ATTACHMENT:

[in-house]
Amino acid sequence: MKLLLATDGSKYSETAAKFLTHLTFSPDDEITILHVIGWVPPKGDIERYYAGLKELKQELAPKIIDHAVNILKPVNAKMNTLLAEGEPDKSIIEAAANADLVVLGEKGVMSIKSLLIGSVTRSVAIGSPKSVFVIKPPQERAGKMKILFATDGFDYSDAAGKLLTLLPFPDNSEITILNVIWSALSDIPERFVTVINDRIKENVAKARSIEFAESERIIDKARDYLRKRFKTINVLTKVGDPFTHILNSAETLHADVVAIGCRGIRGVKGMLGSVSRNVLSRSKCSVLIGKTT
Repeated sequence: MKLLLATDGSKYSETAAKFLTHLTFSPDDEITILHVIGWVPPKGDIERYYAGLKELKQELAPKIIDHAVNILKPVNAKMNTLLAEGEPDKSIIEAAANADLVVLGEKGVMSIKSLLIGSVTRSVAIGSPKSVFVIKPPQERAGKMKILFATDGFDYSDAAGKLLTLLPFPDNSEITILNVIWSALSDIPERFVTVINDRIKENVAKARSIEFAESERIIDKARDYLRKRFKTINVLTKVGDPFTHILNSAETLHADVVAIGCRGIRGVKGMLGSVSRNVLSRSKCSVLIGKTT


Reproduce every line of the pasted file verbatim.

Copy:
[in-house]
Amino acid sequence: MKLLLATDGSKYSETAAKFLTHLTFSPDDEITILHVIGWVPPKGDIERYYAGLKELKQELAPKIIDHAVNILKPVNAKMNTLLAEGEPDKSIIEAAANADLVVLGEKGVMSIKSLLIGSVTRSVAIGSPKSVFVIKPPQERAGKMKILFATDGFDYSDAAGKLLTLLPFPDNSEITILNVIWSALSDIPERFVTVINDRIKENVAKARSIEFAESERIIDKARDYLRKRFKTINVLTKVGDPFTHILNSAETLHADVVAIGCRGIRGVKGMLGSVSRNVLSRSKCSVLIGKTT
Repeated sequence: MKLLLATDGSKYSETAAKFLTHLTFSPDDEITILHVIGWVPPKGDIERYYAGLKELKQELAPKIIDHAVNILKPVNAKMNTLLAEGEPDKSIIEAAANADLVVLGEKGVMSIKSLLIGSVTRSVAIGSPKSVFVIKPPQERAGKMKILFATDGFDYSDAAGKLLTLLPFPDNSEITILNVIWSALSDIPERFVTVINDRIKENVAKARSIEFAESERIIDKARDYLRKRFKTINVLTKVGDPFTHILNSAETLHADVVAIGCRGIRGVKGMLGSVSRNVLSRSKCSVLIGKTT